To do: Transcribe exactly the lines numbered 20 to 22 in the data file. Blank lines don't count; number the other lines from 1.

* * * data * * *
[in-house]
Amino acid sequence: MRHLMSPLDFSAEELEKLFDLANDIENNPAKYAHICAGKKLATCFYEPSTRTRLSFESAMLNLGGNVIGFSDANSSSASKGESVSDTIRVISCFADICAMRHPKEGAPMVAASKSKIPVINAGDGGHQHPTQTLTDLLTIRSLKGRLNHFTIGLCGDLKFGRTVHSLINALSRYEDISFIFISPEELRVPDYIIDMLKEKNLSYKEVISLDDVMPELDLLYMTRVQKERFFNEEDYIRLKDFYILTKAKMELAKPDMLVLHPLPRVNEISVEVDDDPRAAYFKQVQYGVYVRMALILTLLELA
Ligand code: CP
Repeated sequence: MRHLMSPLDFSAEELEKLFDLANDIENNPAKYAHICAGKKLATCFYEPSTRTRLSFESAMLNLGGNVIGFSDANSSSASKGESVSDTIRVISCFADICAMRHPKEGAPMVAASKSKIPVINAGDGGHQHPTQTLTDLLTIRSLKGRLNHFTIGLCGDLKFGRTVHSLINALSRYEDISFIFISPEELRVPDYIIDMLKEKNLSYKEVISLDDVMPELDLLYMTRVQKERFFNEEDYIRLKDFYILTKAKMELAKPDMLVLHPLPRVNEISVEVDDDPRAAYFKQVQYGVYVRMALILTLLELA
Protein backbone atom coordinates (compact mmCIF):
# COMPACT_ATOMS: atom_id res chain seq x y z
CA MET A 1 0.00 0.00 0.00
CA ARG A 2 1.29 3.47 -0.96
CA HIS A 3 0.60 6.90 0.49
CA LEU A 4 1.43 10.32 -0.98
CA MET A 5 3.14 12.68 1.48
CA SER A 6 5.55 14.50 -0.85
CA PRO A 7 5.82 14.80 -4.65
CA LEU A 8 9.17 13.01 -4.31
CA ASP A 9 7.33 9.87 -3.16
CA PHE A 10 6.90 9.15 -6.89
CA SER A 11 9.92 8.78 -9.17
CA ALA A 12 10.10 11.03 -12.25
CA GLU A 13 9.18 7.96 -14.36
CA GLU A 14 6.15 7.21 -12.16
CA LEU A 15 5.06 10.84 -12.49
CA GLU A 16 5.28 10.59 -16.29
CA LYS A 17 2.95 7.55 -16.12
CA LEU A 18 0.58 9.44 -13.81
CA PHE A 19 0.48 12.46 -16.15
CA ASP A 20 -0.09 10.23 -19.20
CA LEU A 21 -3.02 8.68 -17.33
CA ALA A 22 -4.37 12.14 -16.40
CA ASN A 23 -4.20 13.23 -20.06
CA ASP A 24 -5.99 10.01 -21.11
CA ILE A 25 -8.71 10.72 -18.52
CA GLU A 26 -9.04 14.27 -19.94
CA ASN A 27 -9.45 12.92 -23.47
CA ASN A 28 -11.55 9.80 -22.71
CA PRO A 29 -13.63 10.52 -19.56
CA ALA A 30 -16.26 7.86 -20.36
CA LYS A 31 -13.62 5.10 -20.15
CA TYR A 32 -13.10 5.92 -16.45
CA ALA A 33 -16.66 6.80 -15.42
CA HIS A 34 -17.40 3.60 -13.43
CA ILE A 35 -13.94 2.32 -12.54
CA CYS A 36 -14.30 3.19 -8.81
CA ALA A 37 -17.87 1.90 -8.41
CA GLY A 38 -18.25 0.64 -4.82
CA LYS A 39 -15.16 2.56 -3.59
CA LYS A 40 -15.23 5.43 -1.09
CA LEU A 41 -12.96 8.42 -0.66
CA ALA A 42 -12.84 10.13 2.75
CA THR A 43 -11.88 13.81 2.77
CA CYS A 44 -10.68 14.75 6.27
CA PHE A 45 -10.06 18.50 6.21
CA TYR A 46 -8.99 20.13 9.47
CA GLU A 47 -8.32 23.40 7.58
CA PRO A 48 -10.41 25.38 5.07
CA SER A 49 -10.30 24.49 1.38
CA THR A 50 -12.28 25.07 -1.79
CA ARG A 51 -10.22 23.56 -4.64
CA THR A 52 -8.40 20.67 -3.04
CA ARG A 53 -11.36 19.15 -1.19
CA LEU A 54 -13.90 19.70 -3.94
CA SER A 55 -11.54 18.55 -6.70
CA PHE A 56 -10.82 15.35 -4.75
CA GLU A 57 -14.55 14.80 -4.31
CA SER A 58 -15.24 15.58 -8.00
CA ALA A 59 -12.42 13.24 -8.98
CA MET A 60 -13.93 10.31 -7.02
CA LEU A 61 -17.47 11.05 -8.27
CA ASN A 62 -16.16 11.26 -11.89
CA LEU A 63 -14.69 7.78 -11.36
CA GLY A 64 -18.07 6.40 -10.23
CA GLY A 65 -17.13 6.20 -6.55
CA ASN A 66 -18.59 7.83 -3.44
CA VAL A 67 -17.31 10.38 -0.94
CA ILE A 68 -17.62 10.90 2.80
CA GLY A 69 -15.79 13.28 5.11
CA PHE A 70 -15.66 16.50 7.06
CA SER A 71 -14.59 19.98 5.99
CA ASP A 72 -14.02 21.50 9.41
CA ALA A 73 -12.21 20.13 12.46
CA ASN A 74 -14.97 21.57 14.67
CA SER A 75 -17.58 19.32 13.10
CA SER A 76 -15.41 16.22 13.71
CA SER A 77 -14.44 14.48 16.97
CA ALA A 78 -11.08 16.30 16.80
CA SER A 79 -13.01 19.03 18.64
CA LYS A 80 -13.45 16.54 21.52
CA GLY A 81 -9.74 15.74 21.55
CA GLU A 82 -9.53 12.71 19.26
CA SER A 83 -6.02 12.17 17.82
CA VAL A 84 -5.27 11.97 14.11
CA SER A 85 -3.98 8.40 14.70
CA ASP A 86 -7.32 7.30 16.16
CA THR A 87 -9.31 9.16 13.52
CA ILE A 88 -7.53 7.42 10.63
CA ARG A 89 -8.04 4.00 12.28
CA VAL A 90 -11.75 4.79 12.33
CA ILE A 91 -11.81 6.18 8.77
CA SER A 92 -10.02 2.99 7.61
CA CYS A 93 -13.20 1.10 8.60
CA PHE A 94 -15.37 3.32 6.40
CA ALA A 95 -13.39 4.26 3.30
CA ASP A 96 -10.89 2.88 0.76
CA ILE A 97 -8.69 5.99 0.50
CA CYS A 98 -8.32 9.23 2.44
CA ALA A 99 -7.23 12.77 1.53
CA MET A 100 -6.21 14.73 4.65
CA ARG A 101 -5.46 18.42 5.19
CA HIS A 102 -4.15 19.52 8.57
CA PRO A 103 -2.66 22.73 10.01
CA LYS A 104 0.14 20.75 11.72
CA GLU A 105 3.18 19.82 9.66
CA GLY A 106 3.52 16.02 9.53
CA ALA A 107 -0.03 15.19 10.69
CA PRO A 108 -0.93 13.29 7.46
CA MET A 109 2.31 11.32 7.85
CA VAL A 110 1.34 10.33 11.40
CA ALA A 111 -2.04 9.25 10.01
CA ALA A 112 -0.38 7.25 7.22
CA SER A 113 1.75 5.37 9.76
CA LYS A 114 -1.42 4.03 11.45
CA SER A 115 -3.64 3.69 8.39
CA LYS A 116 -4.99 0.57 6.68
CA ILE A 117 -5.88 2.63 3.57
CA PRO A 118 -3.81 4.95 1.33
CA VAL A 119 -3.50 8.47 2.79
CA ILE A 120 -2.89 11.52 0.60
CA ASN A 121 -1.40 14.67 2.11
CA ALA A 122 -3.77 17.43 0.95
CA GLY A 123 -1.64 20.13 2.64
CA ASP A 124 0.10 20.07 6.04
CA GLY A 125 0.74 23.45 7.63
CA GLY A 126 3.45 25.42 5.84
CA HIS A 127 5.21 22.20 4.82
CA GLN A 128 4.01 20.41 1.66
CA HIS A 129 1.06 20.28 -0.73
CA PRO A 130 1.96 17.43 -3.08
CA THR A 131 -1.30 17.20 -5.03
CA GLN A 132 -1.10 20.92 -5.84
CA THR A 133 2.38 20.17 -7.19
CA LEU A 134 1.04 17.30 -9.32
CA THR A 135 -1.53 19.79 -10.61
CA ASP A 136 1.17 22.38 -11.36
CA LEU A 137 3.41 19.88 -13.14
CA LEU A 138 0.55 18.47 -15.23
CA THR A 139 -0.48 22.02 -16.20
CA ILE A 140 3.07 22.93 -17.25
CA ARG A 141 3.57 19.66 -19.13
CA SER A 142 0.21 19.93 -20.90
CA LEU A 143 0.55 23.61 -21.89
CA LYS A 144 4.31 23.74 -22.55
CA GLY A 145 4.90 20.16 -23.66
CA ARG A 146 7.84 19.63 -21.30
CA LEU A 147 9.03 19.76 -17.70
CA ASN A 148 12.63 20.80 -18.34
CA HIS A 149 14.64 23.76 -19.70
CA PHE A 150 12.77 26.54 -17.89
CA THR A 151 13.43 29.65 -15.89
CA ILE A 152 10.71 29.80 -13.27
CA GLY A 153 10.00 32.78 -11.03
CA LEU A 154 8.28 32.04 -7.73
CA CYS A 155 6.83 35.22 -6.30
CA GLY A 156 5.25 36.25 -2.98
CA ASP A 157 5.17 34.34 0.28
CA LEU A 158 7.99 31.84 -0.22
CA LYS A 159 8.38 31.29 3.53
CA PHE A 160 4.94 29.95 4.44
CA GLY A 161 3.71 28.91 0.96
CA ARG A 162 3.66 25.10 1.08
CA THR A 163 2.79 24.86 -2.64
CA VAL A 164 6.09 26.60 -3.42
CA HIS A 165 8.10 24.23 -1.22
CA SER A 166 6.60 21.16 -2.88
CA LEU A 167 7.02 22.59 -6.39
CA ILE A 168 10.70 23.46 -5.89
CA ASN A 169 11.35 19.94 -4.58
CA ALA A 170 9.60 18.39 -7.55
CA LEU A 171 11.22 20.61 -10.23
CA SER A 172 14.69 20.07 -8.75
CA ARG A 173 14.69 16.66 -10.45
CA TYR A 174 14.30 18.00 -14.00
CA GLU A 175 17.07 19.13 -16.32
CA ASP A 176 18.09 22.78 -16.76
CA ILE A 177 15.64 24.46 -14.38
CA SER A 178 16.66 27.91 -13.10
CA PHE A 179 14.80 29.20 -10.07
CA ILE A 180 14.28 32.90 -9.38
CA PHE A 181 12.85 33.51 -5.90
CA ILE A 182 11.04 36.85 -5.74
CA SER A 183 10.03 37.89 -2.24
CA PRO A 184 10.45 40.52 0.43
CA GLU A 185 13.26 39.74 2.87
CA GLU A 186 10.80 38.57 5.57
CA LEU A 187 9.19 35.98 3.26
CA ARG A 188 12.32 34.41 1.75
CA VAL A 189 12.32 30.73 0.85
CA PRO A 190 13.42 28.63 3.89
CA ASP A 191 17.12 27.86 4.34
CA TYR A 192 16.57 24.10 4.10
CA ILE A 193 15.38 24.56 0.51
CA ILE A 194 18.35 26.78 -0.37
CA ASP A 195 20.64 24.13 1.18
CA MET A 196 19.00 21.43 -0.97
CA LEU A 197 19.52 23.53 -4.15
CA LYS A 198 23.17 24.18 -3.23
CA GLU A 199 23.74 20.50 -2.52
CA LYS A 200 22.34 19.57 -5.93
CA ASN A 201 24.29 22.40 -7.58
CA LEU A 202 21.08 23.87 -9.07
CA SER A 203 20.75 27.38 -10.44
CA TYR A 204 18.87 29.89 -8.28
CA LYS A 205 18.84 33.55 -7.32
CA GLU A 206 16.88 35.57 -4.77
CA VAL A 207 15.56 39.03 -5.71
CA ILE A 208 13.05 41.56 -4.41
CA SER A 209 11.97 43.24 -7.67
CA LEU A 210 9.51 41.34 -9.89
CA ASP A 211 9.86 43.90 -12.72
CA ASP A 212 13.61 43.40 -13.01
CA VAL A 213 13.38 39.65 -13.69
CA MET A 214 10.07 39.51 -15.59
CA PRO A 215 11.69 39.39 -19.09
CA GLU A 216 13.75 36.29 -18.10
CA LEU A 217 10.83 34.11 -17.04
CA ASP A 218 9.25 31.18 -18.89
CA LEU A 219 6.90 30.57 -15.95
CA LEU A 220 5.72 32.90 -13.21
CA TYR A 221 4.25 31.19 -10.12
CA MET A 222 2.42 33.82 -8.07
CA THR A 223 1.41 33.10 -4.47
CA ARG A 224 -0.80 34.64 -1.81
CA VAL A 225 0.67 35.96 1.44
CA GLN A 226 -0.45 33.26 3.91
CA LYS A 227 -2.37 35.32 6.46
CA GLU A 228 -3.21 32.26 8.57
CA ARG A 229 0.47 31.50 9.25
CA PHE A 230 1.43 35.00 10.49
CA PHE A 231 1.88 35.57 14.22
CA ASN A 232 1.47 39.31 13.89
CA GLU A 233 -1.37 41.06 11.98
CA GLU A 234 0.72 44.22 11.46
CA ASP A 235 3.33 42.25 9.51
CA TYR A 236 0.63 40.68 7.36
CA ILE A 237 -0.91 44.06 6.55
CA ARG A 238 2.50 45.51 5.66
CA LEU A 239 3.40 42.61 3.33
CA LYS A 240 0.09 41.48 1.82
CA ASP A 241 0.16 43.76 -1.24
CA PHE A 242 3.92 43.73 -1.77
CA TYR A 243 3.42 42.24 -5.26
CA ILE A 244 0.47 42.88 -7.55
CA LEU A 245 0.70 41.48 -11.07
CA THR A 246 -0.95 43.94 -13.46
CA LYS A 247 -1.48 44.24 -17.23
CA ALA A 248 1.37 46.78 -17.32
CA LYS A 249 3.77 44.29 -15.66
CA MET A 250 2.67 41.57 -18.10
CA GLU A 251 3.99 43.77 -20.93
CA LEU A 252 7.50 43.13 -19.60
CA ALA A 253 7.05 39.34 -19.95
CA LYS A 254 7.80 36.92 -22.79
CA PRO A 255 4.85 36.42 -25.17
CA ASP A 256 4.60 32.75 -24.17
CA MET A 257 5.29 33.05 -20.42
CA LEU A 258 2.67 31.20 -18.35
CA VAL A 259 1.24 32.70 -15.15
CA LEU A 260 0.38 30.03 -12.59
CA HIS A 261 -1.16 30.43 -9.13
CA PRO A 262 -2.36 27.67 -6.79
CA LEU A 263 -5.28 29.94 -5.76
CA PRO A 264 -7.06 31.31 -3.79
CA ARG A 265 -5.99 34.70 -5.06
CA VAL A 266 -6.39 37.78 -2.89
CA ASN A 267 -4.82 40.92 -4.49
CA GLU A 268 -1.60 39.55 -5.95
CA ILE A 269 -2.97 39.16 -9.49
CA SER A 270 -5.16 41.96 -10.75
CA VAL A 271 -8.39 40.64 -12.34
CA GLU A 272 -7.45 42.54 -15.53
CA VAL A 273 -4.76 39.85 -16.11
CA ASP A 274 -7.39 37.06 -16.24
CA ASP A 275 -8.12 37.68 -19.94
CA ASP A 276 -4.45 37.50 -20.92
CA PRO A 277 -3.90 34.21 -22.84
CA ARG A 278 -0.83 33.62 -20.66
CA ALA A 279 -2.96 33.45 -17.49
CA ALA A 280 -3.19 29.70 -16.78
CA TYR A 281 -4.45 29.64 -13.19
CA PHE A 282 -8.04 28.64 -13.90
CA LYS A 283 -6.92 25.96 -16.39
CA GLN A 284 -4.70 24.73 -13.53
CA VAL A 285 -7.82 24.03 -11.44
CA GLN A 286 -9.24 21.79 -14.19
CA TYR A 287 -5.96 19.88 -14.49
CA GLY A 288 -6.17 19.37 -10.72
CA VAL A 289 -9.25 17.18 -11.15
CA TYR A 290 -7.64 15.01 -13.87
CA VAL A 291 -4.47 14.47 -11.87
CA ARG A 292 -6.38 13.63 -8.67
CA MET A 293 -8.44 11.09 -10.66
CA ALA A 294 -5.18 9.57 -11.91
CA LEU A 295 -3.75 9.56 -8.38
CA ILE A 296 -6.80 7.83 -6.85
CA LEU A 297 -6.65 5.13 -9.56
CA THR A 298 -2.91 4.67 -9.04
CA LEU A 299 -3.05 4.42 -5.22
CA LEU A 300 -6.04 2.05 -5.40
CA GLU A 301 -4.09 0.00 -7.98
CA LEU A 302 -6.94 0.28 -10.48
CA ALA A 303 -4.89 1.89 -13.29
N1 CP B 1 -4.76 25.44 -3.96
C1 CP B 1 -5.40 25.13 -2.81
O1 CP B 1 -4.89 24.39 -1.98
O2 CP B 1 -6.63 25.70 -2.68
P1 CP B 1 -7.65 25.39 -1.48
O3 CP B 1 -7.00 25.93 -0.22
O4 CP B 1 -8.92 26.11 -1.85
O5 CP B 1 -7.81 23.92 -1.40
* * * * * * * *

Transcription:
CA GLU A 14 6.15 7.21 -12.16
CA LEU A 15 5.06 10.84 -12.49
CA GLU A 16 5.28 10.59 -16.29